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Shashwat Singh: ‘I Am First an Indie Artist and then a Playback Singer’

The ‘99 Songs’ singer on his dual musical journey and how he sustains himself as an artist

Rolling Stone India Jul 17, 2021

"Music is a divine art form, categories are man-made," says Shashwat Singh. Photo: Courtesy of Artist

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While most listeners now recognize him as the voice of Jay in A.R. Rahman’s 99 Songs, Shashwat Singh’s artistic journey started in 2009. The independent and playback musician first began composing music with his brother Rishabh Singh, when they moved from their native Allahabad to Pune. Dubbing themselves Plasmafaith, the duo rendered a fusion of melody and poetry, until they had to shelve their collaborative project for other plans. Singh eventually returned to music after an ACL injury, an event that led the artist to reconnect with what kept him centered — sound. 

“No matter what kind of stress I had as a kid, an instrumental theme or a song would come to my aid. It would clear my mind and I would go ahead and deal with my problems,” he says. As graduation passed and his family engaged him in traditional plans of assuming the roles of lawyer or accountant, Singh chalked up the courage to tell his brother one evening, “Music is all I understand and all I can relate to.” The artist specifies this pivotal moment as the domino that got the needle moving in the right direction.

An internship with veteran sound engineer Nitin Joshi (who has recorded with Agnee, Indian Ocean, Sivamani and Shubha Mudgal, among others) equipped Singh with all the technical and philosophical leanings it takes to make music. “Light-eyed, bald man with a legendary beard. He gave me a fat book on (music software) Pro Tools and said, ‘Read this book, sit behind me, observe and learn yourself’,” recalls Singh. Aiming to diversify his music education, the artist then enrolled in Academy and Grammy Award-winning composer A.R. Rahman’s KM Music Conservatory (KMMC) in Chennai. He tells us that visiting the school in 2010 was a turning point for him. “There were so many instruments everywhere, there was some kind of rehearsal going on in every room. I felt a sense of belonging in that place. I gave a small audition and got my admission,” he says. 

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Singh enrolled in a vocal and piano preparatory program at KMMC where he steeped himself in music theory for the very first time. He also dabbled in music theater, often finding himself in studios where he and his fellow students would record background vocals for course projects, and even Rahman’s films! It was at KMMC that Singh started his first Sufi band, NOOR, and joined Rahman’s a cappella collective NAFS. “It gave me some of the best experiences in the world of music harmony. Every single thing I experienced in KMMC has helped me become a musician,” he says.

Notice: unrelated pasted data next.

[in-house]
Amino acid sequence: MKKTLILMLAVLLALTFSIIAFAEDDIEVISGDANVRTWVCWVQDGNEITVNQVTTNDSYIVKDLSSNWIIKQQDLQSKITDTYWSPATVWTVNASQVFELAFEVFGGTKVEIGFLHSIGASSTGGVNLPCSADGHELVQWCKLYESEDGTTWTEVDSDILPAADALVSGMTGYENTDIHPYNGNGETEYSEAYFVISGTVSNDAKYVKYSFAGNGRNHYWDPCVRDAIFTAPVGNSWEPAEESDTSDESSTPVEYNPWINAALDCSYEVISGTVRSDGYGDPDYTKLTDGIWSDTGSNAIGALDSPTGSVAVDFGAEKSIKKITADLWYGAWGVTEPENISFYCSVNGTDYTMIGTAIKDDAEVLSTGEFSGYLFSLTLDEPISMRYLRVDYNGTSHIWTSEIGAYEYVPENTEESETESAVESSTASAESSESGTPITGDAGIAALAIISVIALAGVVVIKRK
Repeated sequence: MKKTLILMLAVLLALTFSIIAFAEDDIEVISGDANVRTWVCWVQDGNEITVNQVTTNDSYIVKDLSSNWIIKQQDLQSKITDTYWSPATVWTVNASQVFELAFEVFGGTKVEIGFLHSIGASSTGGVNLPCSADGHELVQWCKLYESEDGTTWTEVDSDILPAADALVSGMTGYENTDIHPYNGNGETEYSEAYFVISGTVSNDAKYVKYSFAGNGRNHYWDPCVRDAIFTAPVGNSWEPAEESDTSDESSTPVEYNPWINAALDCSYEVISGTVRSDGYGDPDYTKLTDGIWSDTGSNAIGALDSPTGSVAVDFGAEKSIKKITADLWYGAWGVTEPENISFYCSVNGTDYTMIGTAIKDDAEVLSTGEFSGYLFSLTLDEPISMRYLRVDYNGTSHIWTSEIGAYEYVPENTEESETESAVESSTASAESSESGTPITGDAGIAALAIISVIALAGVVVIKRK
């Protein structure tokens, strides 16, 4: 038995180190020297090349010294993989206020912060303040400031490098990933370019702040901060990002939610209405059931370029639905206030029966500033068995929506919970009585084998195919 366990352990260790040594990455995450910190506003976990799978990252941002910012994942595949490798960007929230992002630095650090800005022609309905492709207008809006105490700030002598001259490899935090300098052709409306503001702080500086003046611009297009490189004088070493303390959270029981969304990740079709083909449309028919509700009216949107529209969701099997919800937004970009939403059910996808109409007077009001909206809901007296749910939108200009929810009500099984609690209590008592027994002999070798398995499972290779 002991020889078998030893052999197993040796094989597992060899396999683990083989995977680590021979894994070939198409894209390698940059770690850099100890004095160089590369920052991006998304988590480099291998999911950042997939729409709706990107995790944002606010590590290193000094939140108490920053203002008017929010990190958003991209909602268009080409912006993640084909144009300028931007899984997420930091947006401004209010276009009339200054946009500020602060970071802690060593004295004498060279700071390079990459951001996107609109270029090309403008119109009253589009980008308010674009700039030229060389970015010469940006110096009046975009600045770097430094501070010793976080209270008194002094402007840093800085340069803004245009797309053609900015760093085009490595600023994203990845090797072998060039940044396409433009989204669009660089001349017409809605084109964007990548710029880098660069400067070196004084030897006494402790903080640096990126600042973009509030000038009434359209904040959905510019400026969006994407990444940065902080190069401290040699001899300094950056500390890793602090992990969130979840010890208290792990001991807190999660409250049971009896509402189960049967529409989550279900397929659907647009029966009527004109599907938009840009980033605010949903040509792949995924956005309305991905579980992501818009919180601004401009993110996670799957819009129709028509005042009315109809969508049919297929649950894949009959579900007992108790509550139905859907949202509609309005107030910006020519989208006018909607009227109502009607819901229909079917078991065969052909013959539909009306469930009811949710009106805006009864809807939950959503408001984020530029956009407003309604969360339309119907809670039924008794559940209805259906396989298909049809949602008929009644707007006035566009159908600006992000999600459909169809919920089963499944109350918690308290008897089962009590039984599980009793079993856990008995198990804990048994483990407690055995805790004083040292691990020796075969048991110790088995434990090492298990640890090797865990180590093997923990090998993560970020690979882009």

A Hindi lyric project at KMMC eventually led to Singh’s first meeting with the maestro at the composer’s fabled studio. “I got a call one day from Panchathan Record Inn’s studio engineer asking me to come immediately as sir wanted to meet me. I went inside the studio and Rahman sir looked at me and asked, ‘Did you write this?’. I said, ‘Yes, sir.’ Turned out he was very impressed by my writing and said I should pursue it. I was so full of gratitude but inside my head, I was thinking, ‘Someone please tell him that I am a singer and I want to sing’.”

Five independent singles — including the electro-pop track “Yun Kyun” (2020) and the playful acoustic single “Mawaali Dil” (2020) — as well as playback hits like “Wat Wat Wat” (2015) and “Ruby Ruby” (2018) later, Singh has cemented his mettle as a breakout powerhouse vocalist in the last decade. About charting a dual path, he says, “I am first an indie and then a playback singer. Bollywood has helped me sustain my life; it has a larger audience in our country and the beautiful combination of cinema and music is something I am honored to be a part of. With my independent music, I do whatever I want to do with the melody and expressions. I enjoy that freedom.” He adds, “I just want to stay immersed in the art form. Music is a divine art form, categories are man-made. Got to keep serving the art form no matter what.”

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He attributes some of his biggest musical learnings to Rahman and playback icon Arijit Singh (with whom he has toured and also sung “Wat Wat Wat” and “Haan Main Galat”). “The sheer dedication and expertise they possess is every musician’s dream. I think it comes from a lot of hard work and countless days and nights dedicated to the craft,” says Singh. The singer maintains that anything overnight is temporary. He says, “The true mettle lies in facing the ups and downs of life and still showing up and doing what you are supposed to be doing.”

Up next for the musician is a slew of new independent releases. Listeners can expect them to be out on all audio platforms and Singh’s Youtube channel soon. “As soon as Bollywood resumes [full-scale operations], there are some playback projects to look forward to as well,” he says.

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